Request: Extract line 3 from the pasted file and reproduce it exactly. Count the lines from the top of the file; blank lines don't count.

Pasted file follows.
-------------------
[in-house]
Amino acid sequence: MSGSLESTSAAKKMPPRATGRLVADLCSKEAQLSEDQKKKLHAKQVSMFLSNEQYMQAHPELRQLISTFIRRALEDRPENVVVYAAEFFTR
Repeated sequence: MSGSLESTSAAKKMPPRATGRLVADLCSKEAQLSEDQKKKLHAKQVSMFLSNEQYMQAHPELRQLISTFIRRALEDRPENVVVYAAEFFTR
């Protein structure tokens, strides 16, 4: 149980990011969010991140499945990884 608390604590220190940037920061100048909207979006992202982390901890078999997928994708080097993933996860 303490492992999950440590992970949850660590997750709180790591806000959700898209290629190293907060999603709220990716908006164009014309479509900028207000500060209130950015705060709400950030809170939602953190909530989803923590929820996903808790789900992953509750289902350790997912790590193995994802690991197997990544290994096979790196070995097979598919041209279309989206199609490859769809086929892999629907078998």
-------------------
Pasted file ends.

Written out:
Repeated sequence: MSGSLESTSAAKKMPPRATGRLVADLCSKEAQLSEDQKKKLHAKQVSMFLSNEQYMQAHPELRQLISTFIRRALEDRPENVVVYAAEFFTR